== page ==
Please fill out the ask for help form, and I would get a second opinion from a different exotics vet with cham experience. How big are the locusts you feed?Hi Everyone,
I have a 1.5 year old male ambilobe Panther, who has started to develop various spots across his body in the last 4 - 6 months. Currently he has spots on his head, one of his feet, tail, both sides of his body and one on his underbelly.
I took him to the vet and they thought the spots might be a result of locust bites, albeit when I relayed this to the reptile shop where I bought the Panther they were skeptical about this. Also, I tend to feed the locusts in small numbers so that they are not left in the enclosure for long periods. The vet gave me some F10 cream to apply to the spots to minimize the risk of any bacterial or fungal infections. I have been applying the cream for over a month but I don't think it has made any difference and in fact additional spots have appeared over this time. The vet said that the only way to find out for sure what the spots are would be to surgically remove them and test them. I do not want to subject the chameleon to this level of stress / damage, especially as at present the spots do not appear to be causing any problems - he is eating, drinking, shedding and pooping fine, and I have not seen him rubbing the spots so they do not appear to be irritating him.
However, the spots are unsightly and more importantly I am worried that there is an underlying health issue and that he may get a spot on his mouth or eyes that could cause problems feeding. The reptile shop owner mentioned that chameleons can get cysts, so I don't know whether that is a possible explanation.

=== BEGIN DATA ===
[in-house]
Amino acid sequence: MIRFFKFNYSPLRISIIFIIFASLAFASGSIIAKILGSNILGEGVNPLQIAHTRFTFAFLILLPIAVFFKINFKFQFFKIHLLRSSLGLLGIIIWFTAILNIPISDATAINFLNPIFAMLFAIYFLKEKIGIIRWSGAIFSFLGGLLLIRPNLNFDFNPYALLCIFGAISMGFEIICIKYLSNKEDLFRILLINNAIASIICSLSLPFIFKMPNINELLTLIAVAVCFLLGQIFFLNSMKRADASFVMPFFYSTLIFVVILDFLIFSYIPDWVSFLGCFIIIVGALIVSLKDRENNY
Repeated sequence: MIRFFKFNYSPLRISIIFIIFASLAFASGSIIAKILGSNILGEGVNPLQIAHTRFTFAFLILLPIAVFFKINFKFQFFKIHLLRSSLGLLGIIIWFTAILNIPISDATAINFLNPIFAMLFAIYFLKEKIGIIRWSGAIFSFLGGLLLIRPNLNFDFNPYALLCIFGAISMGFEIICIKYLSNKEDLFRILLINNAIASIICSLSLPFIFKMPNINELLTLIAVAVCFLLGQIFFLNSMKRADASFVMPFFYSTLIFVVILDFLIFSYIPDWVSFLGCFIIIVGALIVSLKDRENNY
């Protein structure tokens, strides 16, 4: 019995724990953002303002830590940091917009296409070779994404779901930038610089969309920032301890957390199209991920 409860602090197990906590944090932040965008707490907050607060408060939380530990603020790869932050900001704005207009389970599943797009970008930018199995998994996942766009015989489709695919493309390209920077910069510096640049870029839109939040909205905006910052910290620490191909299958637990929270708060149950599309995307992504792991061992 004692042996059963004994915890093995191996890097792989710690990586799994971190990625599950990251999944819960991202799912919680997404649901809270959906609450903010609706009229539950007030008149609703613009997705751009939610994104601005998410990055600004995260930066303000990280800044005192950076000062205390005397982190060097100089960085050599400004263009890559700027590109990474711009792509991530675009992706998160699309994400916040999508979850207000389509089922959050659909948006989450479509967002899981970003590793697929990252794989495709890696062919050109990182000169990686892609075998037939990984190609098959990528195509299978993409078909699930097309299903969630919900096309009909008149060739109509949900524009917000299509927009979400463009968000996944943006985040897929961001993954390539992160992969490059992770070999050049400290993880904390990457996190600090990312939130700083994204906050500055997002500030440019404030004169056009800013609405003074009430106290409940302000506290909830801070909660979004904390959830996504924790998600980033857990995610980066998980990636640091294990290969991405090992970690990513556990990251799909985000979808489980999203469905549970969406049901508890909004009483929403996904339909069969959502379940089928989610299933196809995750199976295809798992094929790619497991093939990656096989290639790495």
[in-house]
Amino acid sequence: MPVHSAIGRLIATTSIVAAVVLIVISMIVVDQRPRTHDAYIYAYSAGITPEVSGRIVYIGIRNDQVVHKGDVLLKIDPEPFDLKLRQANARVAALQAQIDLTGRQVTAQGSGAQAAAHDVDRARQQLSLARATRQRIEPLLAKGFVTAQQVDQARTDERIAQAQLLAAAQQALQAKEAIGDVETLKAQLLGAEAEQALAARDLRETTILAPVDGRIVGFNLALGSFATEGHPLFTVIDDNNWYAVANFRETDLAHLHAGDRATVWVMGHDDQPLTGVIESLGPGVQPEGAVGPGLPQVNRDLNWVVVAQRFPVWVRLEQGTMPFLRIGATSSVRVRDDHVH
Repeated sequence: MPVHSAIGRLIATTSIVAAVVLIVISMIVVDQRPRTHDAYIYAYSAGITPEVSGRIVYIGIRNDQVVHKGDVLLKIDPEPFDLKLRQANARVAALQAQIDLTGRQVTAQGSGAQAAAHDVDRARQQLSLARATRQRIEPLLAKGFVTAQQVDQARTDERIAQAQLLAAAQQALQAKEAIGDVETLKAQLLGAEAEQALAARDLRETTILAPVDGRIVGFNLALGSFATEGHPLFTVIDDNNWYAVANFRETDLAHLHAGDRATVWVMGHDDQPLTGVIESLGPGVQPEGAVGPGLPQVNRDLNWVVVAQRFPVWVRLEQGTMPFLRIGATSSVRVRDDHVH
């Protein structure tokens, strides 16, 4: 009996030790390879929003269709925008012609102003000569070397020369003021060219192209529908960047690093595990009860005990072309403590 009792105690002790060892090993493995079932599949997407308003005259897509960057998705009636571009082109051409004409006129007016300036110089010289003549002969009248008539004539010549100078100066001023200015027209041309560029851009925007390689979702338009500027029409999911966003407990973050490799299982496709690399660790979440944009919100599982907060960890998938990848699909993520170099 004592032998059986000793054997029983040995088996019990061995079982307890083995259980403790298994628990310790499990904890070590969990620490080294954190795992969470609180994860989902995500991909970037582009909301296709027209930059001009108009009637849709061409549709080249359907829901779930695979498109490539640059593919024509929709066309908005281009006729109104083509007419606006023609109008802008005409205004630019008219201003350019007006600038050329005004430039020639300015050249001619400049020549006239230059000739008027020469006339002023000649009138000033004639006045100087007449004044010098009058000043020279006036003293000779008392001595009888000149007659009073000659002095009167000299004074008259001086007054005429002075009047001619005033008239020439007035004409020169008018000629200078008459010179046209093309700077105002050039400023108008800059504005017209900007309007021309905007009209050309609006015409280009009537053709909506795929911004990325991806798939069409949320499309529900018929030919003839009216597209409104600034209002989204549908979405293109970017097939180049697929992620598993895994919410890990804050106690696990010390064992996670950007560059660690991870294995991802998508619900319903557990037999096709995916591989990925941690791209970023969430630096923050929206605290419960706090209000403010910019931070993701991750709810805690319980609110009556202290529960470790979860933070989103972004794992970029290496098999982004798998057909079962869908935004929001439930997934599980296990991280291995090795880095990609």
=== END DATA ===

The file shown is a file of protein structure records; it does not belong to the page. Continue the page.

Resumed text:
I have included some photos showing the spots. If anyone has any advice I would be most grateful to receive it. Also, for any UK members, if anyone is able to recommend a specialist chameleon vet in the Midlands area or nearby then please could you let me know.
Thanks in advance.
Feed a little more. What do you gutload with? Minerall should be every feeding and you need to gutload with Vitall the night before. No other supplements are needed. Make the mistings at least 2 minutes long each time, but preferably 5. Yellow urates usually mean dehydration. You need a minimum sized cage of 2’ by 2’ by 4’ tall, preferably screen. What strength uvb? Is the LED white? Basking should be 29-32*C. Humidity is a little high.Thanks for the replies so far. As suggested, I have filled out the ask for help form, see below. Any further thoughts would be very much welcomed.
- Your Chameleon - The species, sex, and age of your chameleon. How long has it been in your care? Panther, male, 1.5 years old
- Handling - How often do you handle your chameleon? Probably every other day. He is a very confident, happy chameleon and enjoys handling.
- Feeding - What are you feeding your cham? What amount? What is the schedule? How are you gut-loading your feeders? 3 - 4 XL locusts every other day unless food is not taken